Setting Limits: Tips For Striking A Balance With Parents
Dr. Dale V. Atkins, September 2009
For our aging parents, there is often a huge gap between what is perceived as a crucial "need" and what is a "want." Parents' demands can trigger elemental fears. - the looming specter of their mortality, the scary knowledge that a parent's decline brings us a step closer to our own old age. By facing these fears we can defuse them and put ourselves back in control, enabling us to negotiate and set necessary limits with our aging parents.
You can find the appropriate balance for you with doing too much and not doing enough for your parents. Consider the following tips:
• Do Pack Your "Baggage" - Often parents' demands create extreme feelings of guilt about the times we've hurt them. We may also harbor resentment about the times they hurt us. Either or both can contribute to our misinterpretation of our parents' intentions.
• Don't Settle Old Scores - No matter how neglectful or cruel your parents were when you were growing up, their dotage is not a time for payback. Show them compassion and respect, whether or not you feel they deserve it. This is a mark of your adulthood and depth of character.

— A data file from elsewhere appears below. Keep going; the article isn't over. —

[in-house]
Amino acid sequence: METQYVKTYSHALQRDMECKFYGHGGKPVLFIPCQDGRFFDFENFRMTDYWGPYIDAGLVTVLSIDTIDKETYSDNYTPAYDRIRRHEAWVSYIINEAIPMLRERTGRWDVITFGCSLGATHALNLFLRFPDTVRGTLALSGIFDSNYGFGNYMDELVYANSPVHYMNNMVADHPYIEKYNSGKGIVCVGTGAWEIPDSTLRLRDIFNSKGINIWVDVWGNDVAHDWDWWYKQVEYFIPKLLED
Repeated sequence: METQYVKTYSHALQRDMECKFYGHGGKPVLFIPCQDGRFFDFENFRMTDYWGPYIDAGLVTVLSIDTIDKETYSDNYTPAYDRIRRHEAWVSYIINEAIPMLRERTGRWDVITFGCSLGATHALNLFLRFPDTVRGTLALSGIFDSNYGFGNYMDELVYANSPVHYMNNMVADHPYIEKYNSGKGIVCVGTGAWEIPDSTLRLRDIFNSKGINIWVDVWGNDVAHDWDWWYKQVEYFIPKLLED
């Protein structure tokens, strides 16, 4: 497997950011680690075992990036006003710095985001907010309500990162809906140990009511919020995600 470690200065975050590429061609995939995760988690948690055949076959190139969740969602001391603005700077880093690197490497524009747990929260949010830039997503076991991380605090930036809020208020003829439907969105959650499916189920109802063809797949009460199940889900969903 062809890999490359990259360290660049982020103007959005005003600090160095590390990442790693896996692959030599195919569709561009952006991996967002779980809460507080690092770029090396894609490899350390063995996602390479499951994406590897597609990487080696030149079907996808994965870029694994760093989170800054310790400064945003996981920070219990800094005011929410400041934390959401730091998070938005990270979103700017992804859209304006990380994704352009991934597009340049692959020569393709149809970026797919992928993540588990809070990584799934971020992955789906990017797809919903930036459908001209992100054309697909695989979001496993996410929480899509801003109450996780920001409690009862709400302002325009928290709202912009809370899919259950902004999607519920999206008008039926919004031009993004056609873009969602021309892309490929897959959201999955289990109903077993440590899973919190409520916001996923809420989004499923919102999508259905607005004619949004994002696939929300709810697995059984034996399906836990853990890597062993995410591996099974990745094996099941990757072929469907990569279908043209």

• Don't Mistake Money for Caring - People who confuse the two often come from families where money was a defining issue. Nobody is too old to change. It is possible that even those parents who valued money above all else will appreciate outward expressions of love.
• Do Make Fun A Priority - Many people mistake quantity for quality when it comes to spending time with their parents. Consider spending less time with them and make sure those hours are truly satisfying. Or, if proximity allows, shorter amounts of time at more frequent intervals may work for you. Plan activities that will bring you together as human beings. If possible, hire people who can help with routine chores and save your time and energy for more meaningful interactions. This is not to imply that "routine chores" cannot be meaningful. They can be IF you have a positive attitude.
• Do Say No Gently - It's not easy, especially when we're faced with a request we're not prepared to argue against. It can even take practice. Enlist a spouse or friend to role play a scenario in which your parents make an unreasonable demand. Write your dialogue in advance, supplying your helper with a list of your parents' usual responses and defenses.
Remember that our parents' aging is not easy, either for them or for us. Deal with the feelings you have and be available to discuss what some of the fears may be that get in the way of your being fully present for your parents in ways that are comfortable for both of you.